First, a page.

One particularly important factor in determining relationship outcomes is dependence. How dependent an individual is on his/her relationship is believed to be a function of available alternatives.  When people perceive desirable alternatives to their current relationship (be it another partner or just another way of life) they are less dependent on their relationship. Conversely, when there are few alternatives available, people report greater relationship dependence, and by extension greater commitment. 

Generally, when the viewing public meets a new Real Housewives cast member, she is a devoted and dependent wife.  These women have often chosen to support their husband’s career pursuits and as a result are relatively reliant on their men, financially and otherwise.  Then, as the show progresses an interesting thing happens.  The women begin to gain a sense of independence.  In some cases, this liberation may stem from their growing fame or economic prosperity.  Other times, the autonomy inherent in a new group of friends (i.e., social support) may form the foundation of their newly found independence.  In either case, they begin to envision a life or a lifestyle that is different from what they currently have and this usually becomes a source of friction.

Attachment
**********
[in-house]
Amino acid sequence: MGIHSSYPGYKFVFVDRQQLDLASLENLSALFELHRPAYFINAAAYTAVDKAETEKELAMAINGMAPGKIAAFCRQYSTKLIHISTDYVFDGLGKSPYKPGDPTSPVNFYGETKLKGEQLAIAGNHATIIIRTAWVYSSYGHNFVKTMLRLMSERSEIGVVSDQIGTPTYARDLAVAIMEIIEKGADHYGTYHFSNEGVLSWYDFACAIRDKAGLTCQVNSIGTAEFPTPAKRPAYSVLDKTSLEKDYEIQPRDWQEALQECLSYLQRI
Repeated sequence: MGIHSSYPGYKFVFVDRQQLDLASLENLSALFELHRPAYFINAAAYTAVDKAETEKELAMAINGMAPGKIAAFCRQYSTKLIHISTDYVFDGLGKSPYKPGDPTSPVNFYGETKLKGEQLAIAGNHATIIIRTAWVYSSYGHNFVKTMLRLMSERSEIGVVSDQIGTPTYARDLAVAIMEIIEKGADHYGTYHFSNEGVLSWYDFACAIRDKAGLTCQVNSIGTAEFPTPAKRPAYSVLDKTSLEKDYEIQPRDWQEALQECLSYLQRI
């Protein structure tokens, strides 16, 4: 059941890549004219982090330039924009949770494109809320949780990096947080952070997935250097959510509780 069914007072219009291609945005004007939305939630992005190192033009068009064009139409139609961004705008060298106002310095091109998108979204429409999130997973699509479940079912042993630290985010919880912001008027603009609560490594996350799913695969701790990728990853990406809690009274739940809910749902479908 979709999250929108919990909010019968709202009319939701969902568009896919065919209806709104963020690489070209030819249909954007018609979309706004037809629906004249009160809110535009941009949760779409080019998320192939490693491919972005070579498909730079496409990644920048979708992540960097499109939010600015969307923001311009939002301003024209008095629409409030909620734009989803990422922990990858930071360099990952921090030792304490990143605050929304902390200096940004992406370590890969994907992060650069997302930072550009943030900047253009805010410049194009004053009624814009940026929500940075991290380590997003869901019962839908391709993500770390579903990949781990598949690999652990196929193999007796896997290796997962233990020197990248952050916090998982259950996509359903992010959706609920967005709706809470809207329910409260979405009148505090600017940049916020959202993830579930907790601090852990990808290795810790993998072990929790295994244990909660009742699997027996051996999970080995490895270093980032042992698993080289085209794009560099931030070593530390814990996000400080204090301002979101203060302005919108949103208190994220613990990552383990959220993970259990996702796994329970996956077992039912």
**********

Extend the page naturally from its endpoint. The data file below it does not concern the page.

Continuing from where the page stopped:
Let’s take for instance the marriage of Tamra and Simon from the Real Housewives of Orange County.  When Tamra joined the show, she was a self-proclaimed trophy wife who proudly accepted the fact that her husband was not only the bread-winner, but also the decision maker of their relationship.  However, over her years, the show appeared to give her options for supporting herself outside of her marriage and viewers watched her embrace her new found freedom.  Unfortunately, her autonomy came at a price.  It wasn’t long before her changing dependence and shifting priorities created a strain on her marriage, bringing an end to her more than ten year union with Simon.